“Think back to a time when you really enjoyed your current role…You became known for doing your job so well that you built up some strong ‘personal brand’ equity, and people know you as the go-to-person for this particular job. That’s what we call ‘a good problem to have’: you did a really good job of building a positive perception about your suitability for the role, but you may have done ‘too’ good of a job!”[1]

With this in mind, how do you prove to your employer that you can add value by being promoted?

From Miller’s insight, she talks about building your personal brand and becoming known for doing a particular job well. So how can you link that work with a position or project that will earn you a promotion?

Consider leveraging your strengths and skills.

Let’s say that the project you do so well is hiring and training new entry-level employees. You have to post the job listing, read and review resumes, schedule interviews, make hiring decisions, and create the training schedules. These tasks require skills such as employee relations, onboarding, human resources software, performance management, teamwork, collaboration, customer service, and project management. That’s a serious amount of skills!

Are there any team members who can perform these skills? Try delegating and training some of your staff or colleagues to learn your job. There are a number of reasons why this is a good idea:

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  1. Cross-training helps in any situation in the event that there’s an extended illness and the main performer of a certain task is out for a while.
  2. As a mentor to a supervisee or colleague, you empower them to increase their job skills.
  3. You are already beginning to demonstrate that added value to your employer by encouraging your team or peers to learn your job and creating team players.

Now that you’ve trained others to do that work for which you have been so valued, you can see about re-requesting that promotion. Explain how you have saved the company money, encouraged employees to increase their skills, or reinvented that project of yours.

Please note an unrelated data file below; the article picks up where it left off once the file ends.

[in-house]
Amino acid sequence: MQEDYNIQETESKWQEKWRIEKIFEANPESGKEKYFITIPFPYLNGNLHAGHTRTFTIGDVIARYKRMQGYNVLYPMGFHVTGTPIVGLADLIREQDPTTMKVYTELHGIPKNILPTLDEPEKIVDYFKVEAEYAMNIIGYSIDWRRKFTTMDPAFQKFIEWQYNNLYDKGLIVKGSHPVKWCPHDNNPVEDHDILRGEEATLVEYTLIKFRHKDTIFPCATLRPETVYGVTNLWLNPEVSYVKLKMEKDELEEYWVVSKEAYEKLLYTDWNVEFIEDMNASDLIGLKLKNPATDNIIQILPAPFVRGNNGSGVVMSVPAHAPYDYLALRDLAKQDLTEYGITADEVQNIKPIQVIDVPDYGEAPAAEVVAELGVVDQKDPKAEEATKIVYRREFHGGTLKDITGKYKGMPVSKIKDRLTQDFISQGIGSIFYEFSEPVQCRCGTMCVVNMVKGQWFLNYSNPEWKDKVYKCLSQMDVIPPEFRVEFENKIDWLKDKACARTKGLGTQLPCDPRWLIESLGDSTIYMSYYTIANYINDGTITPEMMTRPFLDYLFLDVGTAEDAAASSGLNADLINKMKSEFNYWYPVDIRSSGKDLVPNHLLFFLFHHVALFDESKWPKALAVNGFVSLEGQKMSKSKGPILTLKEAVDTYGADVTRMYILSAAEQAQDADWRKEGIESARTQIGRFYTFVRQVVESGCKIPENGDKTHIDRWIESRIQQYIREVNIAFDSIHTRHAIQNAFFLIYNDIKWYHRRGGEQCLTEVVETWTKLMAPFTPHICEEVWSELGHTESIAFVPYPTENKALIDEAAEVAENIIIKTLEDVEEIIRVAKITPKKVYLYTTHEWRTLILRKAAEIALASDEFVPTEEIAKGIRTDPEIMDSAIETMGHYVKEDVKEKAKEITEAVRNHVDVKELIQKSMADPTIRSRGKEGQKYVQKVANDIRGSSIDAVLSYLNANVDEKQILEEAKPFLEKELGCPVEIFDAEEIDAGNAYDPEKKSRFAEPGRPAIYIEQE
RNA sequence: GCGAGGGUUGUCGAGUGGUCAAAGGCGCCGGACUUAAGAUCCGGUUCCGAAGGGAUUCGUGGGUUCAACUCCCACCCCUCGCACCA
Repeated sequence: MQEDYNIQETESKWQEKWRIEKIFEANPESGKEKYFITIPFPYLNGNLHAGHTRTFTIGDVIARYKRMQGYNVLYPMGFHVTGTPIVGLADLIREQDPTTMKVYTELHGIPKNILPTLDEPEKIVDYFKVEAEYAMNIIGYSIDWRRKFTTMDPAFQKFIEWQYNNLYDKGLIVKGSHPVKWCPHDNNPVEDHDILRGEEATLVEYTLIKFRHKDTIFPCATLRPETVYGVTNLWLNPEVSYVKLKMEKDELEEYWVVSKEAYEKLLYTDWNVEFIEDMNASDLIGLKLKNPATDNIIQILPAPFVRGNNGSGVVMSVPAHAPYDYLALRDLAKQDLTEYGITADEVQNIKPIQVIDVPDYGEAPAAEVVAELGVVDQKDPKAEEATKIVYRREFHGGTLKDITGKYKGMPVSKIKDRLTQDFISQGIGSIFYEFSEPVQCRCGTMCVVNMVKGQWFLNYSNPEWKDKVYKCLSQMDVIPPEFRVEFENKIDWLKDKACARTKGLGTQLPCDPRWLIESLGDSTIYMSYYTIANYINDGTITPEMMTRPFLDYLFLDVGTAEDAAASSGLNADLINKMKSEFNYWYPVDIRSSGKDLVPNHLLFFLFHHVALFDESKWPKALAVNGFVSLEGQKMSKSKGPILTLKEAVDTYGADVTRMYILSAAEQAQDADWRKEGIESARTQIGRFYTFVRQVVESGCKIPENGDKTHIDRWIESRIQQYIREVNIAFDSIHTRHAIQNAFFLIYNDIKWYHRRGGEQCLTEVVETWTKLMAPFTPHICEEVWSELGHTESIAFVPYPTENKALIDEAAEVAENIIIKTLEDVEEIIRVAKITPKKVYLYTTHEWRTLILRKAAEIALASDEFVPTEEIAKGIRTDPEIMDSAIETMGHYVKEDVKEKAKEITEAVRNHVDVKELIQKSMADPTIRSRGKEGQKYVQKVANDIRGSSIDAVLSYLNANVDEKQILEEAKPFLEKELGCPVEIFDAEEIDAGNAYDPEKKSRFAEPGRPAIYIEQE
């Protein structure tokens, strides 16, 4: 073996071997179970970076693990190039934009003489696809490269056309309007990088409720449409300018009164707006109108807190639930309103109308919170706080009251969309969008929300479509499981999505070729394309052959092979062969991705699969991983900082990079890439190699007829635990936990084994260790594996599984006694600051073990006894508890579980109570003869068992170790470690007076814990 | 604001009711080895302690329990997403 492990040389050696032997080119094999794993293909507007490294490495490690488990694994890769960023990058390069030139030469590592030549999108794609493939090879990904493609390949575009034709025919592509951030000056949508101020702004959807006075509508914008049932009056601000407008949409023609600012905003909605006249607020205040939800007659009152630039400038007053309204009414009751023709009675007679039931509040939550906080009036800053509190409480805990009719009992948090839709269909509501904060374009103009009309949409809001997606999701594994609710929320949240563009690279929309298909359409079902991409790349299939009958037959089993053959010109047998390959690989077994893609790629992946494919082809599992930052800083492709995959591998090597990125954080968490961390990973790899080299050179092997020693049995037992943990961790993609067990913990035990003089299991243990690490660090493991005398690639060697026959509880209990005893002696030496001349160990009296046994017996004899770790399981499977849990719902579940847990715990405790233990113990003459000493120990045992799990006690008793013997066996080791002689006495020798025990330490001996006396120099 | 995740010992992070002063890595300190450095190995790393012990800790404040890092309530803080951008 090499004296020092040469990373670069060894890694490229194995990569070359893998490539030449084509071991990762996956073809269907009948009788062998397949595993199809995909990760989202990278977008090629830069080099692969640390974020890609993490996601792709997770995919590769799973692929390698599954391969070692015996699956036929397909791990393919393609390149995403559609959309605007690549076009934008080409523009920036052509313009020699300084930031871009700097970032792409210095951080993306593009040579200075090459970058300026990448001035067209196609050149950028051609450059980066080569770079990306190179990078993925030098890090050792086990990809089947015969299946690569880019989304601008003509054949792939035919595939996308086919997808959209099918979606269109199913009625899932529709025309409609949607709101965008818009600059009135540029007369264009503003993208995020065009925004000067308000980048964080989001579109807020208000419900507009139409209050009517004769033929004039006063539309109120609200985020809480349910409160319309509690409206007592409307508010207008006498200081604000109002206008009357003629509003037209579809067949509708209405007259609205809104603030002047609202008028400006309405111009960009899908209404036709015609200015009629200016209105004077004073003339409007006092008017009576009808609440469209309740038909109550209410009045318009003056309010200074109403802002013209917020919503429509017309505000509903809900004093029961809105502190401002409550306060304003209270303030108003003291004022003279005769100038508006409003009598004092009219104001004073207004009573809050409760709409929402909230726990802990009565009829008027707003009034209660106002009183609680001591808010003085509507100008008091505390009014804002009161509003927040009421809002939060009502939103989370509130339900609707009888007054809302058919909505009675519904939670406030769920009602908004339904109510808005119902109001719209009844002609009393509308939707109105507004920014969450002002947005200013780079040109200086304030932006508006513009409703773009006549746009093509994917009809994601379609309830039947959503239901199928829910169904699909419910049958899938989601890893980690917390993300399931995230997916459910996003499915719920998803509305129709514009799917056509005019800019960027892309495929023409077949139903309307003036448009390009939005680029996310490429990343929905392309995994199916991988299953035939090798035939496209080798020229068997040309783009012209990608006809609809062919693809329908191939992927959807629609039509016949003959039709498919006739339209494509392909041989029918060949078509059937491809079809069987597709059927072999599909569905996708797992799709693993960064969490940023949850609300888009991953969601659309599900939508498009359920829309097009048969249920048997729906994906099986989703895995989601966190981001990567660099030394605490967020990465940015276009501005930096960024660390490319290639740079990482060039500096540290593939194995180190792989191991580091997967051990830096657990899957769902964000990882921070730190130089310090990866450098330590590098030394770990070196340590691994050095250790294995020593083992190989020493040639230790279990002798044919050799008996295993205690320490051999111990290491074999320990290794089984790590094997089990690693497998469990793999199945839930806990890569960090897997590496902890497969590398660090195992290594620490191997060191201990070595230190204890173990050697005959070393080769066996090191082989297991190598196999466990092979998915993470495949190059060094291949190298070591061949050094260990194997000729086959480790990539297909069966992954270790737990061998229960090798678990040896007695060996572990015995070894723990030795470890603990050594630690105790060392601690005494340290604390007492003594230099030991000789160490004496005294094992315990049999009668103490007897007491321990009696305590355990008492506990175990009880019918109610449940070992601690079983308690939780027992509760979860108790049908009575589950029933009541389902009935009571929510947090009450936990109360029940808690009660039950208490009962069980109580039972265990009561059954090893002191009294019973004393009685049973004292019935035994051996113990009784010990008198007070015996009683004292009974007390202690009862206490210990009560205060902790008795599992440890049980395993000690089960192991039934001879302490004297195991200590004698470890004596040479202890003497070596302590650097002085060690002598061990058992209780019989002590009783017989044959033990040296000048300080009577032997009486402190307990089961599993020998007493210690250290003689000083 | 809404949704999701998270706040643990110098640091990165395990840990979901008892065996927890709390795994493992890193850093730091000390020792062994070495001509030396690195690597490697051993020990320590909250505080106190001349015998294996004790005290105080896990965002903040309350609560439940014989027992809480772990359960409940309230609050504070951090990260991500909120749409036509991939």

2. Work on Your Mindset

Another reason you may feel stuck in a position is explained through this quote:

“If you feel stuck at a job you used to love, it’s normally you—not the job—who needs to change. The position you got hired for is probably the exact same one you have now. But if you start to dread the work routine, you’re going to focus on the negatives.”[2]

In this situation, you should pursue a conversation with your supervisor and share your thoughts and feelings to help you learn how to get promoted. You can probably get some advice on how to rediscover the aspects of that job you enjoyed, and negotiate either some additional duties or a chance to move up.

Don’t express frustration. Express a desire for more.

Present your case and show your boss or supervisor that you want to be challenged, and you want to move up. You want more responsibility in order to continue moving the company forward. Focus on how you can do that with the skills you have and the positive mindset you’ve cultivated.

3. Improve Your Soft Skills

When was the last time you put focus and effort into upping your game with those soft skills? I’m talking about those seemingly intangible things that make you the experienced professional in your specific job skills[3].